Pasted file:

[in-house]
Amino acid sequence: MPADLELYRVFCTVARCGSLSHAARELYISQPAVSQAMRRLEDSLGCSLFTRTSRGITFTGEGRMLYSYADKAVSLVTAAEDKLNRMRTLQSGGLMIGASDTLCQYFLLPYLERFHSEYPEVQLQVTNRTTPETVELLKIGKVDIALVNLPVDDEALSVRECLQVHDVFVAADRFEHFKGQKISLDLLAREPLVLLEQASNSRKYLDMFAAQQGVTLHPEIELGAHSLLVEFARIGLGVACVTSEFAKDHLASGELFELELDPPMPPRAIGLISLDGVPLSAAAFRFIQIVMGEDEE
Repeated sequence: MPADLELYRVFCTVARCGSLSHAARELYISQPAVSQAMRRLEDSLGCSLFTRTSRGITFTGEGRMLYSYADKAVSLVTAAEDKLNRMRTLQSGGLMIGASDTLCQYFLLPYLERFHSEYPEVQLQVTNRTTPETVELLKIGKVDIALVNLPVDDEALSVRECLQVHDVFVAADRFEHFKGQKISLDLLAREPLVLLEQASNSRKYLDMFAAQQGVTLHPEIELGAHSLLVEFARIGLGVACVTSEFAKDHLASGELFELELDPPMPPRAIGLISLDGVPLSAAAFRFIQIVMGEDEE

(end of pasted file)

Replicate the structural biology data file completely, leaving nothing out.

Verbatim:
[in-house]
Amino acid sequence: MPADLELYRVFCTVARCGSLSHAARELYISQPAVSQAMRRLEDSLGCSLFTRTSRGITFTGEGRMLYSYADKAVSLVTAAEDKLNRMRTLQSGGLMIGASDTLCQYFLLPYLERFHSEYPEVQLQVTNRTTPETVELLKIGKVDIALVNLPVDDEALSVRECLQVHDVFVAADRFEHFKGQKISLDLLAREPLVLLEQASNSRKYLDMFAAQQGVTLHPEIELGAHSLLVEFARIGLGVACVTSEFAKDHLASGELFELELDPPMPPRAIGLISLDGVPLSAAAFRFIQIVMGEDEE
Repeated sequence: MPADLELYRVFCTVARCGSLSHAARELYISQPAVSQAMRRLEDSLGCSLFTRTSRGITFTGEGRMLYSYADKAVSLVTAAEDKLNRMRTLQSGGLMIGASDTLCQYFLLPYLERFHSEYPEVQLQVTNRTTPETVELLKIGKVDIALVNLPVDDEALSVRECLQVHDVFVAADRFEHFKGQKISLDLLAREPLVLLEQASNSRKYLDMFAAQQGVTLHPEIELGAHSLLVEFARIGLGVACVTSEFAKDHLASGELFELELDPPMPPRAIGLISLDGVPLSAAAFRFIQIVMGEDEE